Composer Jeffrey Mumford knows it’s time for change. “This country has to account for its presentation of the canon,” he says. “It needs to be expanded. Composers of color go back to the Baroque. The music is there. When I heard composers like Olly Wilson, George Walker, David Baker—I realized I was not alone. People who looked like me made music.

“Change doesn’t come out of nowhere,” he says. “It starts in the studios, when teachers present Afro-American composers, and students become aware they exist.

“Commitment to inclusion and diversity reaches all levels,” he says. “I had a piece with the Cleveland Orchestra, for MLK Day in 2007 (“The Comfort of His Voice”). The hall was full of Black people. The rest of the year—not so much. 

“It’s not brain surgery. You make a commitment. You show that by programming, and who you look like onstage and offstage. Diversity on all levels.”

Mumford runs a concert series at Lorain County Community College in Ohio, where he is distinguished professor. His four rules? Present people of color. Present contemporary music as much as possible. Present local artists. Present touring artists. Sounds like a formula for change.

Like everyone, Mumford had a bunch of performances canceled during the pandemic. He also made some unexpected connections. One of those connections was with the adventurous violinist Miranda Cuckson, whose premiere of Mumford’s “fleeting cycles of layered air” was part of this spring’s Fromm Concerts at Harvard. “Other projects came up as well,” he says. “A violin and cello concerto. A major cellist has asked for some solo pieces. Another pianist came out of the blue.”

Summer brings a return to live performances, and Mumford has a real plum: his “a garden of flourishing paths” will be part of Tanglewood’s Festival of Contemporary Music, chosen by director Thomas Adès. With this year’s FCM shortened to just three concerts, the selection is even more prestigious.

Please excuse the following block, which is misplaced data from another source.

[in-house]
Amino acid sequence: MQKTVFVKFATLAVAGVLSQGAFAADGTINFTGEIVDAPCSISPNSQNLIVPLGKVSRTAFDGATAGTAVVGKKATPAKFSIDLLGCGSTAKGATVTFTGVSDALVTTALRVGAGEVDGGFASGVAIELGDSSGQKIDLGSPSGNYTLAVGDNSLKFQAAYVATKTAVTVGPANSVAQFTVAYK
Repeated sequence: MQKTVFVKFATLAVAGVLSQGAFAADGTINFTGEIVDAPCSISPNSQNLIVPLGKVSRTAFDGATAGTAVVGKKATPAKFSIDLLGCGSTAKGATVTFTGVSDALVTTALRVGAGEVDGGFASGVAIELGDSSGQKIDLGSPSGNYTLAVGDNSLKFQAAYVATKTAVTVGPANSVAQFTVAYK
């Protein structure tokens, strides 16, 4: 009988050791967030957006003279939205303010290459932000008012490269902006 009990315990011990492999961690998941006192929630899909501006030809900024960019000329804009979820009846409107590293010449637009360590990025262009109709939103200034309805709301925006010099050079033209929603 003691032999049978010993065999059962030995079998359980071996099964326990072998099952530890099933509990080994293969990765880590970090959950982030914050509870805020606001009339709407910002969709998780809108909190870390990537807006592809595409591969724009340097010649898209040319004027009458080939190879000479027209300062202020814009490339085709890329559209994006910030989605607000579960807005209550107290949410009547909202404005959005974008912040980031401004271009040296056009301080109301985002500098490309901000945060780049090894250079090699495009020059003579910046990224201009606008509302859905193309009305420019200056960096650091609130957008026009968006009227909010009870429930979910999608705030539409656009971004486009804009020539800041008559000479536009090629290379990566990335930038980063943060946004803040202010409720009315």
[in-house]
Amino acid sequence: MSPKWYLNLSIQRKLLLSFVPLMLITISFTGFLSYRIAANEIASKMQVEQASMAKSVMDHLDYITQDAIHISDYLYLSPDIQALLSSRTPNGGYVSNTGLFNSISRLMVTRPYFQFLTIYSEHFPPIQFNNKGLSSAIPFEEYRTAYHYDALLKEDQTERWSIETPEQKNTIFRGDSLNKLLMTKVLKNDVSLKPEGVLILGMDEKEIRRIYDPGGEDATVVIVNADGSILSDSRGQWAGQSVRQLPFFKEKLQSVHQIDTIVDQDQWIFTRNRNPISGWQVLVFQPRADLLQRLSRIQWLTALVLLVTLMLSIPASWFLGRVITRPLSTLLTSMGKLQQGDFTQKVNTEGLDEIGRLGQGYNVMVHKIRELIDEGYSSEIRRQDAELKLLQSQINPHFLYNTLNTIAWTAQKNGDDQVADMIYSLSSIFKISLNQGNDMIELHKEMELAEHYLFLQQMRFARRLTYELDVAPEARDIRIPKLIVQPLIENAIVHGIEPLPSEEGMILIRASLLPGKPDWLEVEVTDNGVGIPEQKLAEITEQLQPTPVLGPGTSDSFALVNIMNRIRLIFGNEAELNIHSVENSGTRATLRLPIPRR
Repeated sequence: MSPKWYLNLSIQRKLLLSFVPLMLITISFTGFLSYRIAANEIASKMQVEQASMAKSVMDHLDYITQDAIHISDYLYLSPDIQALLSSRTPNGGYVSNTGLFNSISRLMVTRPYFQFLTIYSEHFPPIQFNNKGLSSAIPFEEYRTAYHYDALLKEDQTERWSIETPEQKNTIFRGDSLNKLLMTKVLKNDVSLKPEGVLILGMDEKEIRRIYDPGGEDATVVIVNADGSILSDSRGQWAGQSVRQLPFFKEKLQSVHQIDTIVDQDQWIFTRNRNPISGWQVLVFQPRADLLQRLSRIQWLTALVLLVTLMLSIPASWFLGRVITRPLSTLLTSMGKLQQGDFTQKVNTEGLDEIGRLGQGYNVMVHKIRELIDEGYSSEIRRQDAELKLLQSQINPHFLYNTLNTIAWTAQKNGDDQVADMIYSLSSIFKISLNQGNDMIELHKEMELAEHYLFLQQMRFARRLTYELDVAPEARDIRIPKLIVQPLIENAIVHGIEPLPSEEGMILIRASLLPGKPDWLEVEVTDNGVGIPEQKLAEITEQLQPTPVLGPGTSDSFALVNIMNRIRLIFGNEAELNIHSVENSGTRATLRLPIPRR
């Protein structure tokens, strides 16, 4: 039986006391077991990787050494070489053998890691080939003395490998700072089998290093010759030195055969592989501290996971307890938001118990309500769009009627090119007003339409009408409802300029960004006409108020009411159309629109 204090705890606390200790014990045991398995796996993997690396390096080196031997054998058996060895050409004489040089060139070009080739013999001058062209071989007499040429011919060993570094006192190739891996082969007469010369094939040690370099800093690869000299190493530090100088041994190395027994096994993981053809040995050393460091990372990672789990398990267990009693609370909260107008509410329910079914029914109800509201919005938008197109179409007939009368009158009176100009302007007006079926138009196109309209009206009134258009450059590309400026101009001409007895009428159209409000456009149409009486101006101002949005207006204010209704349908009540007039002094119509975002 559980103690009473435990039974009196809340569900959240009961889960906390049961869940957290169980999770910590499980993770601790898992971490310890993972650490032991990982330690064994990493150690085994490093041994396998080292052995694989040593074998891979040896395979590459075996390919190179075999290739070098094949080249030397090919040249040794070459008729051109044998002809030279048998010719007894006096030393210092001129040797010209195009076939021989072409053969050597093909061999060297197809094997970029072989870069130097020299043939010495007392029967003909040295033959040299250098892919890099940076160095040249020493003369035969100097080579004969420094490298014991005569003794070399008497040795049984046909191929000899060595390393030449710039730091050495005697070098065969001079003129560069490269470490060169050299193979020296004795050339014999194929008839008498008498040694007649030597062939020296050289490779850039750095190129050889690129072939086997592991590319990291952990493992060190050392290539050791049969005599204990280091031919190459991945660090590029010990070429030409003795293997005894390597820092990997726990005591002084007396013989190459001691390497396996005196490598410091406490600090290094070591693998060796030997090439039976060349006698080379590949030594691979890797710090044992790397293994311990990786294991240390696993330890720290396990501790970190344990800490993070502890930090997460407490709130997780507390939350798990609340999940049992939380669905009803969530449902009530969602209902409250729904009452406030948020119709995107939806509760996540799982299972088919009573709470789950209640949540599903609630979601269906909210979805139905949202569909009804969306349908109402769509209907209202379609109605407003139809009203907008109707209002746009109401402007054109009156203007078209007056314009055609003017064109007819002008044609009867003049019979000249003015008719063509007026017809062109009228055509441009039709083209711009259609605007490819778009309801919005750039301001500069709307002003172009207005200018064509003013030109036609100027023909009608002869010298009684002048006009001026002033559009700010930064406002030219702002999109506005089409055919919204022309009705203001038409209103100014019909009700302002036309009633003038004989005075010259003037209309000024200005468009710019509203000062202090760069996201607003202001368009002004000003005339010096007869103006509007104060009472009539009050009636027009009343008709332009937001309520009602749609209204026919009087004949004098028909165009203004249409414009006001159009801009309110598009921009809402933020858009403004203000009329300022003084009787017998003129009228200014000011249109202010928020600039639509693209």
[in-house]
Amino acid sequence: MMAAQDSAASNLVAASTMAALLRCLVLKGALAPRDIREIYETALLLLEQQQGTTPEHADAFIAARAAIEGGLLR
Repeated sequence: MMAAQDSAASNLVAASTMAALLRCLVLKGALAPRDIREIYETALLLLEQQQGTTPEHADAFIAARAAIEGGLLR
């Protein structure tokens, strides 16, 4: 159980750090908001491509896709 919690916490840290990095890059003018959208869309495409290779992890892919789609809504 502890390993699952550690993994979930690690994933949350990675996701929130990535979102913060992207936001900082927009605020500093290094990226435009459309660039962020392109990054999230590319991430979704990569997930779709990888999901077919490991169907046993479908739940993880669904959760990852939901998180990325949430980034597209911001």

“I love his music,” Mumford says of Adès; “it was an honor to get that phone call.” Mumford will also spend time in summer 2021 as guest composer at June in Buffalo, and at Maine’s Kneisel Hall.

Of his own development, he says, “it’s hard to nail down influences.” Early studies with the late Elliott Carter were particularly encouraging. “I met him in 1980,” Mumford says. “Despite the thorny exterior, he’s still a Romantic. There was always that line I find compelling, that sense of expressivity. I find that in Brahms too—not a wasted note.

“Like Canteloube’s ‘Songs of the Auvergne’—when I first heard those songs I thought, ‘I know this music.’ A sense of spirit, of energy. Something that speaks to your inner voice and soul, and connects you.

“As an Afro-American composer, you deal with presuppositions,” he says. “Someone looks at you and has ideas about how your music sounds.

“I hear the music in my heard, and I can’t tell you where it’s from. It’s a lonely place sometimes. But I want to take people on a journey they couldn’t have gone on without hearing it.” 

About the Author
Keith Powers covers music and the arts for GateHouse Media and WBUR’s ARTery.